Strategy & Operations » Leadership & Management » CFOs: It can get lonely at the top

CFOs: It can get lonely at the top

CFOs must recognise the importance of their own mental health, and the importance of general self-care, if they are to avoid burnout as a result of their ballooning responsibilities

In the bustling ecosystem of corporate leadership, the CFOs role, akin to the CEO and CTO, has metamorphosed dramatically.

From ledger-keepers to crucial strategic partners, the evolution has expanded their remit, endowing them with added responsibilities. This shift, while empowering, carries a latent consequence: a sense of isolation.

Alka Tandan, the CFO of Gainsight, tells The CFO the distinct experiences that come with senior leadership roles had underlined the need of having a solid group of direct reports.

Tandan admits that while some aspects of her work were anticipated, there were also unexpected difficulties.

“I’ve learned that there are things you can prepare for and things you can’t,” she says emphatically. “And [the importance of having internal support] was one of them.”

Tandan emphasises the value of having a supporting team because she understands that being a senior leader can occasionally feel isolated, saying, “When you are a senior, you are kind of hanging out on your own and having a strong network of direct reports is invaluable.”

As these financial stewards grapple with the intricate maze of fiscal decisions, their professional solitude often mirrors the CEO’s solitude at the helm, and the CTO’s in the technical trenches. Yet, these feelings of isolation are not a fait accompli.

Leveraging the power of communication and robust professional networks can offer solace in this strategic solitude, though the experience varies with individual resilience, organisational culture, and industry specifics.

Navigating the responsibility maze

CFOs face a multitude of challenges as they navigate the complex and ever-changing business landscape.

Previously regarded as “mere functionaries or gatekeepers focused on risk management,” today’s CFOs are expected to be opportunity creators and catalysts for development within their organisations, according to Phil Halbish, CFO at Who Gives A Crap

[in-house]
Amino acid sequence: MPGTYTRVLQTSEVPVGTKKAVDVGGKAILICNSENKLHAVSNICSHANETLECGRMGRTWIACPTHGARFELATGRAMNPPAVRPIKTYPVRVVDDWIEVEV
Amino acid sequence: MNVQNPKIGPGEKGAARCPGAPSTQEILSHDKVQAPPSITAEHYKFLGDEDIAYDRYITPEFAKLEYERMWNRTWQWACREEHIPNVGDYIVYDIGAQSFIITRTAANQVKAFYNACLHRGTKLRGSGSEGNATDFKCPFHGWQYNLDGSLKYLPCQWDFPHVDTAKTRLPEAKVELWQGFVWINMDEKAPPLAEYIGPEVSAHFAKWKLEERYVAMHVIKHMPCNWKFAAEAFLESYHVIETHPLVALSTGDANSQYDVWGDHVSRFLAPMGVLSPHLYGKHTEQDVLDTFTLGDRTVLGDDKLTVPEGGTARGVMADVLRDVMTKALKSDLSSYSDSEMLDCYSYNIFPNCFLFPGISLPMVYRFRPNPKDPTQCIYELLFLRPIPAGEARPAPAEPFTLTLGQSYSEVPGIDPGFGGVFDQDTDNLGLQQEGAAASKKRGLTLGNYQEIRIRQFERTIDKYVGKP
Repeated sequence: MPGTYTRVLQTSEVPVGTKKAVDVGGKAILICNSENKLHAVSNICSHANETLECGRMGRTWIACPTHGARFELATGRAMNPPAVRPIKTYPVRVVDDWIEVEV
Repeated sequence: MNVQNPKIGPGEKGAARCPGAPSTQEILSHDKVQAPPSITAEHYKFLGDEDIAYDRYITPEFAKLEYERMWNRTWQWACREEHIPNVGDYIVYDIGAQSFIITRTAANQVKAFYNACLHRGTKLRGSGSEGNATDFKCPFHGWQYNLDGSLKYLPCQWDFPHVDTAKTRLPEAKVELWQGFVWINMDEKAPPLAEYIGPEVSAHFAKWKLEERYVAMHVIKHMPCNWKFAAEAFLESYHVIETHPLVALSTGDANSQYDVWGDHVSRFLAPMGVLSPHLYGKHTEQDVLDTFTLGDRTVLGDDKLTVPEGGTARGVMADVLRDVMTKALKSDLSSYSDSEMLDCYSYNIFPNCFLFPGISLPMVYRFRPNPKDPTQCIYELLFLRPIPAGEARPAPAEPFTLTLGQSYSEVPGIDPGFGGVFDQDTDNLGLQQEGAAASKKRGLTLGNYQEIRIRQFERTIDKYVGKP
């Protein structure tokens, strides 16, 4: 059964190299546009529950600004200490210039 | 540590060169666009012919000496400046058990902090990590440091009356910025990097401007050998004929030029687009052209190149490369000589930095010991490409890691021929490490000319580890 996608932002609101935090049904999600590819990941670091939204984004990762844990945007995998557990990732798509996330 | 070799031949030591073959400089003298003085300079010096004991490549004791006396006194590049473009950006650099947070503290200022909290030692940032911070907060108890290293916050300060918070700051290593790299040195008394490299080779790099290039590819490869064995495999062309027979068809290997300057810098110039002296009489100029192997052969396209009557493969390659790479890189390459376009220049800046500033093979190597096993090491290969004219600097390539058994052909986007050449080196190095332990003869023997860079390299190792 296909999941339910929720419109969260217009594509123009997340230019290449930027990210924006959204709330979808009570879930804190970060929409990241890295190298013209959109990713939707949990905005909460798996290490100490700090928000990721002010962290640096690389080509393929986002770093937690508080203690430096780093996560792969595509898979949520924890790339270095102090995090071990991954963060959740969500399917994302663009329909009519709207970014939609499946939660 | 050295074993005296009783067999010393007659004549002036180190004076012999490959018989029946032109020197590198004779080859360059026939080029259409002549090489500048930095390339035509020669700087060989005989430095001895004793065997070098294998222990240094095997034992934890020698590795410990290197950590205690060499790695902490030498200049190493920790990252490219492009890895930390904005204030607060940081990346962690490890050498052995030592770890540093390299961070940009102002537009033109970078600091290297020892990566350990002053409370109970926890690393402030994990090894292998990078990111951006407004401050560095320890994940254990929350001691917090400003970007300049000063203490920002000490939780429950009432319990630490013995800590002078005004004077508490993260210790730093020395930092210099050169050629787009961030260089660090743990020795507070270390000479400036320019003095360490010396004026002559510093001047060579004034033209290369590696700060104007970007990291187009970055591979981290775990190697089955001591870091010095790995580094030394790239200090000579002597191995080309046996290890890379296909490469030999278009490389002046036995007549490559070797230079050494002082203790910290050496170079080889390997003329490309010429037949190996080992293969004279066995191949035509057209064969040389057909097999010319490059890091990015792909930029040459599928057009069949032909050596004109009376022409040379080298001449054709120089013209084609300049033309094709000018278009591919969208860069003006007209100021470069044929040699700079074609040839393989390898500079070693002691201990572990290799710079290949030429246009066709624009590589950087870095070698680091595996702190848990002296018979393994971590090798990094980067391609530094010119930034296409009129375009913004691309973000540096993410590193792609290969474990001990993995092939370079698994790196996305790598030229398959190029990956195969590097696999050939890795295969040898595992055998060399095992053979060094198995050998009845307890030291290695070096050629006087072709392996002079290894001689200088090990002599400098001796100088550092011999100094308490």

One of the foremost challenges encountered by CFOs is striking a delicate balance between short-term financial goals and long-term strategic objectives. This involves making difficult decisions and effectively managing competing priorities, all while ensuring financial stability and growth.

Additionally, the increasing complexity of financial systems and reporting requirements demands that CFOs possess a deep understanding of technology and data analysis.

By harnessing digital transformation and leveraging valuable insights, CFOs can drive innovation and create a competitive advantage for their companies.

CFOs must also grapple with talent management, foster a positive organisational culture, and adapt to the digital transformations that impact every facet of the business.

These evolving responsibilities add layers to the traditional role of CFOs; seeking support systems and mentorship to deal with these competing responsibilities is crucial, says Halbish, now more than ever.

Drawing parallels to the support systems found in sports teams, Halbish says he has “been very fortunate” over his career to have a “pretty diverse set” of mentors around him,

These mentors have allowed Halbih to “talk to about any challenges” he has faced. “Or anything else that is on my mind at any given time,” he tells The CFO.

Preventing burnout

Not leaning on these support mechanisms could lead to CFO burnout.

According to the World Health Organisation (WHO), burnout is a syndrome conceptualised as resulting from chronic workplace stress that has not been successfully managed.

“It is characterised by three dimensions: feelings of energy depletion or exhaustion; increased mental distance from one’s job; or feelings of negativism or cynicism related to one’s job; and reduced professional efficacy.”

South African CA and founder of Part Time FD, Murray Barnetson, was diagnosed with burnout in 2017. The diagnosis came after 17 years of relentless work, and at the time, he was offering fractional CFO services to at least 15 clients.

In a Deloitte reported published in June 2022, research revealed 70% of the C-suite are seriously considering quitting for a job that better supports their wellbeing.

The survey of senior leaders revealed that the great resignation and the war for talent were among the factors leading to C-suite burnout and that both employees and the C-suite were struggling to prioritise wellbeing.

Marko Sebastian, CFO of Volkswagen Autoeuropa, says he learned a valuable lesson from a colleague about the importance of self-care and work-life balance in avoiding burnout.

Sebastian said his colleague had said employees should try to live their life around three pillars: the professional life, the importance of friends and family and the notion of self-care. Sebastian said the last pillar was “quite innovating” to him.

“This perspective has resonated with me, and I strive to prioritise not only family and work but also to value and care for myself. It’s an essential shift from the past,” he says.

Was this article helpful?

Comments are closed.

Subscribe to get your daily business insights